Merrick B. Garland

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Merrick Garland
Chief Judge of the United States Court of Appeals for the District of Columbia Circuit
Assumed office
February 12, 2013
Preceded by David Sentelle
Judge of the United States Court of Appeals for the District of Columbia Circuit
Assumed office
March 20, 1997
Appointed by Bill Clinton
Preceded by Abner Mikva
Personal details
Born (1952-11-13) November 13, 1952 (age 63)
Chicago, Illinois, U.S.
Alma mater Harvard University (A.B., 1974)
Harvard Law School (J.D., 1977)

Merrick Brian Garland (born November 13, 1952) is the Chief Judge of the United States Court of Appeals for the District of Columbia Circuit. He was widely seen as a leading contender for a nomination to the Supreme Court in the Obama administration following the announced retirement of Justice John Paul Stevens.[1][2][3]

Early life, education and legal training[edit]

Garland was born in Chicago, Illinois. His mother, Shirley, was a director of volunteer services, and his father, Cyril Garland, headed Garland Advertising in Chicago.[4] Garland grew up in Lincolnwood, Illinois, graduated eighth grade from Lincoln Hall Middle School, and graduated high-school from Niles West High School in Skokie, Illinois, in 1970. He was named one of 119 members of the Presidential Scholars Program by the Commission on Presidential Scholars, and he came with that group to the White House on June 4, 1970 to listen to a special address in the East Room of the White House to the group by President Richard Nixon. Garland also was named a National Merit Scholar.[5][6]

Garland graduated first in his class from Harvard College with an A.B. summa cum laude in Social Studies in 1974 and then graduated from Harvard Law School with a J.D. magna cum laude in 1977. During law school, Garland was a member of the Harvard Law Review and served as articles editor from 1976 to 1977.[7] Following graduation, he clerked for Judge Henry Friendly of the United States Court of Appeals for the Second Circuit from 1977 to 1978, and then clerked for U.S. Supreme Court Justice William J. Brennan, Jr. from 1978 to 1979.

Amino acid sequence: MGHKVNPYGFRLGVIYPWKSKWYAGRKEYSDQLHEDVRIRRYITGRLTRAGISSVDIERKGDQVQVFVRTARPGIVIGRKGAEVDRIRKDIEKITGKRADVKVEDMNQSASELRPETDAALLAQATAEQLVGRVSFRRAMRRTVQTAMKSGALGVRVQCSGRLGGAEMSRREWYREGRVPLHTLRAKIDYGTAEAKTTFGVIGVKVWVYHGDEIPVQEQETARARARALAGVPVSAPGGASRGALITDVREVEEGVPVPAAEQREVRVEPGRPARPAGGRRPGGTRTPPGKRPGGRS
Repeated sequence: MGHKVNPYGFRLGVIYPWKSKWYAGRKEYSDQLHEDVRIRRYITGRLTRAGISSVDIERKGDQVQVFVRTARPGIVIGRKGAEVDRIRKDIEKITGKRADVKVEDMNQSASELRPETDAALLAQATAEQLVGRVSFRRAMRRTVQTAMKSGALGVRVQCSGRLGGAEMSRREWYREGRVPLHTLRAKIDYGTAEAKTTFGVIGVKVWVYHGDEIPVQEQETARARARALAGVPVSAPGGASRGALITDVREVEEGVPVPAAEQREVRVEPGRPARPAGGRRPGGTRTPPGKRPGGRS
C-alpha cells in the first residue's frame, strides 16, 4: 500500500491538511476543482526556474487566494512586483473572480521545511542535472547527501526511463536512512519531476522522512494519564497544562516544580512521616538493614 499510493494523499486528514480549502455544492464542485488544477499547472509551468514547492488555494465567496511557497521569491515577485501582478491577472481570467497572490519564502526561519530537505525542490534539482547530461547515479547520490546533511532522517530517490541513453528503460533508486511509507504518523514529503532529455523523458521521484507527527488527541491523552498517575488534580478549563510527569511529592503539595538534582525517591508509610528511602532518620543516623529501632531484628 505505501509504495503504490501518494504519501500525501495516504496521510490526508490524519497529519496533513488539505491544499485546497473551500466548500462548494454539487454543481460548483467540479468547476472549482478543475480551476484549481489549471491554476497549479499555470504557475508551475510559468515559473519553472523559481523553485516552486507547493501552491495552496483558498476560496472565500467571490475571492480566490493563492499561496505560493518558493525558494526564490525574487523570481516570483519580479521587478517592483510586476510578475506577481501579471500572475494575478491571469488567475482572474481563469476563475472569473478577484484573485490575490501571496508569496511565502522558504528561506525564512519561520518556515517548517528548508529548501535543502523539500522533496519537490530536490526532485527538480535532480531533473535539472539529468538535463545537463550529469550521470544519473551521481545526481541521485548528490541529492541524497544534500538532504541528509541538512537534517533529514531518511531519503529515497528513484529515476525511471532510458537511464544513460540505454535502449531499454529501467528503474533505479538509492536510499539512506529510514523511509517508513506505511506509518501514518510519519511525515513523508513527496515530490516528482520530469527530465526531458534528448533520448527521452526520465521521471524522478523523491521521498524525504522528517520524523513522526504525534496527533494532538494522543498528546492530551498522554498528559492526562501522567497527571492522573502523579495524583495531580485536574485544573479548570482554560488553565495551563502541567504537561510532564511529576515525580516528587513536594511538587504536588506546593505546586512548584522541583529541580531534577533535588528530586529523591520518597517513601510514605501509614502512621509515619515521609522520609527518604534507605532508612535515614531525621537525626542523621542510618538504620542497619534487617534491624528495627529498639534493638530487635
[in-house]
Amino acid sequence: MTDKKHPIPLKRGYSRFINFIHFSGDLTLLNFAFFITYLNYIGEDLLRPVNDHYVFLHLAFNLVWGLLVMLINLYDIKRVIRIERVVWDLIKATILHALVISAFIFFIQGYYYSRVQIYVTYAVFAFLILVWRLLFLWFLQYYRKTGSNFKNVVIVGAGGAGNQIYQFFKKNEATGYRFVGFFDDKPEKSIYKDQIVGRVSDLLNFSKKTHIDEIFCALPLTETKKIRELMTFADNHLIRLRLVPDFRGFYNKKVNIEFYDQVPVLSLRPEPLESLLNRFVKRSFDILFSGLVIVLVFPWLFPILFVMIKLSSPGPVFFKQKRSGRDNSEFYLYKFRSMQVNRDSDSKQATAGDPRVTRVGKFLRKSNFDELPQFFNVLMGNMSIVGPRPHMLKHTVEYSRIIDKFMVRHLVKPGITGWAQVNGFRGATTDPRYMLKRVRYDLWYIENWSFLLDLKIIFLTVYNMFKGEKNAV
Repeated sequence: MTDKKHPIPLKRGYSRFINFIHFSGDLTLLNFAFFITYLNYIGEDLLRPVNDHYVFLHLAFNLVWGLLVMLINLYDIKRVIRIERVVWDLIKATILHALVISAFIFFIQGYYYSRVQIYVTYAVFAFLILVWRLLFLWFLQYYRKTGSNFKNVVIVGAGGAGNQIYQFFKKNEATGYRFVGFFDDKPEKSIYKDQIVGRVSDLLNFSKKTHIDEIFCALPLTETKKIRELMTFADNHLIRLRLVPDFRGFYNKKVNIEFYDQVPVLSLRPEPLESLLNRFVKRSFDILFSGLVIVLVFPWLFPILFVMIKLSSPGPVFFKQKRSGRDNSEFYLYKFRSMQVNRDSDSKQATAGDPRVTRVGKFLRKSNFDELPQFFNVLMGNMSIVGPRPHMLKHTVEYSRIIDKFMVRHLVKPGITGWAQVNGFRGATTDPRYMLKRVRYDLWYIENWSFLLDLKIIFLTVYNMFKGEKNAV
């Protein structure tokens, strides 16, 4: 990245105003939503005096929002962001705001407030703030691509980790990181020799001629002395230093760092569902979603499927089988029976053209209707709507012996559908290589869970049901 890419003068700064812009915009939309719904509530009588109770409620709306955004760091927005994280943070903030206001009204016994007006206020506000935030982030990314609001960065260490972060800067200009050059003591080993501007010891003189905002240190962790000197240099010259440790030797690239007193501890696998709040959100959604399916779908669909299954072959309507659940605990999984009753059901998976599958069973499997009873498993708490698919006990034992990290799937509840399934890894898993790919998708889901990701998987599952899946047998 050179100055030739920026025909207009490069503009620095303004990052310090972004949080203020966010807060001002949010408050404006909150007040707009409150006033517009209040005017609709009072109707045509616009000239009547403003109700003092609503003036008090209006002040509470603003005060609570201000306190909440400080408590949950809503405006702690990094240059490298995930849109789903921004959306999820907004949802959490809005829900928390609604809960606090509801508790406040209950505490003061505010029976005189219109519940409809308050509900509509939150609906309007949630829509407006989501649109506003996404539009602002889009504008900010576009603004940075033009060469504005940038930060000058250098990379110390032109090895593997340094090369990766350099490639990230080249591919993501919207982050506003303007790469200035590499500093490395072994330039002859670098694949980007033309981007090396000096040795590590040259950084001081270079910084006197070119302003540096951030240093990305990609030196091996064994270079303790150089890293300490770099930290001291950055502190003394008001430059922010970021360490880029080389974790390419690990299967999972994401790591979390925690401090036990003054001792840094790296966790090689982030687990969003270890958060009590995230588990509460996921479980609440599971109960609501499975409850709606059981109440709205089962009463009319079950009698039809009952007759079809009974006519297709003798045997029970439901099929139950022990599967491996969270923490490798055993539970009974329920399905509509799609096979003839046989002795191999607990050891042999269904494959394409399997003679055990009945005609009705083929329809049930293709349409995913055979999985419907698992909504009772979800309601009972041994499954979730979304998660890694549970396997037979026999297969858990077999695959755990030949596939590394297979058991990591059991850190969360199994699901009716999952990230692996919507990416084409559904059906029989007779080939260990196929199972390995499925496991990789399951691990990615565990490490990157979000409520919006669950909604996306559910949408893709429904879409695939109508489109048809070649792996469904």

Professional career[edit]

Garland was Special Assistant to the Attorney General of the United States from 1979 to 1981. He then joined the law firm of Arnold & Porter, where he was a partner from 1985 to 1989 and from 1992 to 1993. He served as an Assistant U.S. Attorney for the District of Columbia from 1989 to 1992, and as Deputy Assistant Attorney General in the Criminal Division of the U.S. Department of Justice from 1993 to 1994. From 1994 until his appointment as U.S. Circuit Judge, Judge Garland served as Principal Associate Deputy Attorney General, where his responsibilities included the supervision of the Oklahoma City bombing and UNABOM prosecutions. One of Garland's mentors, according to a July 6, 1995 Los Angeles Times article, was then-Deputy Attorney General Jamie Gorelick.

Garland has taught antitrust law at Harvard Law School and has served as co-chair of the administrative law section of the District of Columbia Bar.

Federal judicial service[edit]

On September 6, 1995, President Bill Clinton nominated Garland to the D.C. Circuit seat vacated by Abner J. Mikva.

Garland received a hearing before the U.S. Senate Judiciary Committee on December 1, 1995.[8] However, his nomination languished under the Republican-controlled Senate until after the 1996 election. At the time of his nomination, many Republican senators cited as their reason for objecting to his nomination the fact that they did not believe that the D.C. Circuit needed an additional judge.[citation needed]

After winning the 1996 presidential election, Clinton renominated Garland on January 7, 1997.[9] Garland was confirmed by the U.S. Senate on March 19, 1997 in a 76-23 vote and received his commission on March 20.[10] He became Chief Judge on February 12, 2013.

Judicial philosophy[edit]

Considered a judicial moderate, Garland told senators during his U.S. Senate Judiciary Committee hearing in 1995 that the U.S. Supreme Court justice for whom he had the greatest admiration was Chief Justice John Marshall, and that he had personal affection for the justice for whom he clerked, Justice William Brennan. "Everybody, I think, who hopes to become a judge would aspire to be able to write as well as Justice Oliver Wendell Holmes," Garland told the committee at that time. "None are going to be able to attain that. But I'll try at least—if confirmed—to be as brief and pithy as he is."[citation needed]

Hufaiza Parhat v. Gates[edit]

On June 23, 2008 it was announced that a three judge panel of the D.C. circuit, made up of David B. Sentelle, Garland, and Thomas B. Griffith, overturned the determination of Hufaiza Parhat's Combatant Status Review Tribunal.[11] Parhat's was the first case to be ruled on since the Supreme Court's ruling in Boumediene v. Bush. However, the ruling was made under a section of the Detainee Treatment Act.


Garland and his wife, Lynn, have been married since 1987. Lynn Garland's grandfather, Samuel Irving Rosenman, was a justice of the New York Supreme Court (a trial-level court of general jurisdiction rather than an appellate court) and a special counsel to Presidents Franklin D. Roosevelt and Harry S. Truman.[12] He has two daughters. His elder daughter is a senior at Yale University and his younger daughter is a sophomore at Yale University.[citation needed]

See also[edit]


Legal offices
Preceded by
Abner Mikva
Judge of the United States Court of Appeals for the District of Columbia Circuit
Preceded by
David Sentelle
Chief Judge of the United States Court of Appeals for the District of Columbia Circuit